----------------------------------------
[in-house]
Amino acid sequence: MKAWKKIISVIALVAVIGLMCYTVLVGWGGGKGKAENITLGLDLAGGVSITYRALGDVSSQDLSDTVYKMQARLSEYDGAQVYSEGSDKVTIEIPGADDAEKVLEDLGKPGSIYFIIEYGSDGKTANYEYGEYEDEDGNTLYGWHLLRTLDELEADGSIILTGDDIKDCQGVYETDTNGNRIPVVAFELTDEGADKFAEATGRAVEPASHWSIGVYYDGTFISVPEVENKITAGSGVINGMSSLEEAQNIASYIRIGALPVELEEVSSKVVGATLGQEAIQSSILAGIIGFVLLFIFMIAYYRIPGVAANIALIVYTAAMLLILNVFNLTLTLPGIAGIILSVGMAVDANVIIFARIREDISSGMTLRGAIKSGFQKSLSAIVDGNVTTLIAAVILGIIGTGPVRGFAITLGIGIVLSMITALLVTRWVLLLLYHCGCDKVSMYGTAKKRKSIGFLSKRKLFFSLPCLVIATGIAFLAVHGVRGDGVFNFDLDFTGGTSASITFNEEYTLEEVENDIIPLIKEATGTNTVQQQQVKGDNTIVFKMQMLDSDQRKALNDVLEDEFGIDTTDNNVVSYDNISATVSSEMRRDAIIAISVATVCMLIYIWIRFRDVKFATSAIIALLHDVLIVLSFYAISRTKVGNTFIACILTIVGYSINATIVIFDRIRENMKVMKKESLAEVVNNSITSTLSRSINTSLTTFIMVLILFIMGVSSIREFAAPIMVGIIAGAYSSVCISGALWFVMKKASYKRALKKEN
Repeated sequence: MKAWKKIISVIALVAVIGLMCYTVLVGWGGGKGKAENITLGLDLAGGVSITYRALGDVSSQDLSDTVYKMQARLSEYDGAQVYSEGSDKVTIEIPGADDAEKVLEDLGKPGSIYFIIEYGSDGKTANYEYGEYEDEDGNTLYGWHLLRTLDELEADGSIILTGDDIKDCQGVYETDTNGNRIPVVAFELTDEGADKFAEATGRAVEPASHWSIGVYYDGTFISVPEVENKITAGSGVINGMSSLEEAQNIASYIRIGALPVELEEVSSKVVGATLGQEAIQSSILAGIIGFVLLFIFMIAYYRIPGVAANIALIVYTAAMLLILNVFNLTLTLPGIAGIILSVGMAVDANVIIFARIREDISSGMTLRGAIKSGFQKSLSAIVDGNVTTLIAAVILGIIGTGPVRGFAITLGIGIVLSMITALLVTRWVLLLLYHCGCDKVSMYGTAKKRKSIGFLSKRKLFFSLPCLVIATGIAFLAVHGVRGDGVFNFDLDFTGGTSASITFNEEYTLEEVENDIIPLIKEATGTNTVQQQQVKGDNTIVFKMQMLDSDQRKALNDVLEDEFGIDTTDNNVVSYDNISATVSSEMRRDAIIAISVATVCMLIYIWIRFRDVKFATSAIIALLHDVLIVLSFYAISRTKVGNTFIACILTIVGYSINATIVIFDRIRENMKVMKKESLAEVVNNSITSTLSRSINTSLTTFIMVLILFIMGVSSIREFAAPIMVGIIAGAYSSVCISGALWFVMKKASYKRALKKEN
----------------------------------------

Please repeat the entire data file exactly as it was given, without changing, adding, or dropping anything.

[in-house]
Amino acid sequence: MKAWKKIISVIALVAVIGLMCYTVLVGWGGGKGKAENITLGLDLAGGVSITYRALGDVSSQDLSDTVYKMQARLSEYDGAQVYSEGSDKVTIEIPGADDAEKVLEDLGKPGSIYFIIEYGSDGKTANYEYGEYEDEDGNTLYGWHLLRTLDELEADGSIILTGDDIKDCQGVYETDTNGNRIPVVAFELTDEGADKFAEATGRAVEPASHWSIGVYYDGTFISVPEVENKITAGSGVINGMSSLEEAQNIASYIRIGALPVELEEVSSKVVGATLGQEAIQSSILAGIIGFVLLFIFMIAYYRIPGVAANIALIVYTAAMLLILNVFNLTLTLPGIAGIILSVGMAVDANVIIFARIREDISSGMTLRGAIKSGFQKSLSAIVDGNVTTLIAAVILGIIGTGPVRGFAITLGIGIVLSMITALLVTRWVLLLLYHCGCDKVSMYGTAKKRKSIGFLSKRKLFFSLPCLVIATGIAFLAVHGVRGDGVFNFDLDFTGGTSASITFNEEYTLEEVENDIIPLIKEATGTNTVQQQQVKGDNTIVFKMQMLDSDQRKALNDVLEDEFGIDTTDNNVVSYDNISATVSSEMRRDAIIAISVATVCMLIYIWIRFRDVKFATSAIIALLHDVLIVLSFYAISRTKVGNTFIACILTIVGYSINATIVIFDRIRENMKVMKKESLAEVVNNSITSTLSRSINTSLTTFIMVLILFIMGVSSIREFAAPIMVGIIAGAYSSVCISGALWFVMKKASYKRALKKEN
Repeated sequence: MKAWKKIISVIALVAVIGLMCYTVLVGWGGGKGKAENITLGLDLAGGVSITYRALGDVSSQDLSDTVYKMQARLSEYDGAQVYSEGSDKVTIEIPGADDAEKVLEDLGKPGSIYFIIEYGSDGKTANYEYGEYEDEDGNTLYGWHLLRTLDELEADGSIILTGDDIKDCQGVYETDTNGNRIPVVAFELTDEGADKFAEATGRAVEPASHWSIGVYYDGTFISVPEVENKITAGSGVINGMSSLEEAQNIASYIRIGALPVELEEVSSKVVGATLGQEAIQSSILAGIIGFVLLFIFMIAYYRIPGVAANIALIVYTAAMLLILNVFNLTLTLPGIAGIILSVGMAVDANVIIFARIREDISSGMTLRGAIKSGFQKSLSAIVDGNVTTLIAAVILGIIGTGPVRGFAITLGIGIVLSMITALLVTRWVLLLLYHCGCDKVSMYGTAKKRKSIGFLSKRKLFFSLPCLVIATGIAFLAVHGVRGDGVFNFDLDFTGGTSASITFNEEYTLEEVENDIIPLIKEATGTNTVQQQQVKGDNTIVFKMQMLDSDQRKALNDVLEDEFGIDTTDNNVVSYDNISATVSSEMRRDAIIAISVATVCMLIYIWIRFRDVKFATSAIIALLHDVLIVLSFYAISRTKVGNTFIACILTIVGYSINATIVIFDRIRENMKVMKKESLAEVVNNSITSTLSRSINTSLTTFIMVLILFIMGVSSIREFAAPIMVGIIAGAYSSVCISGALWFVMKKASYKRALKKEN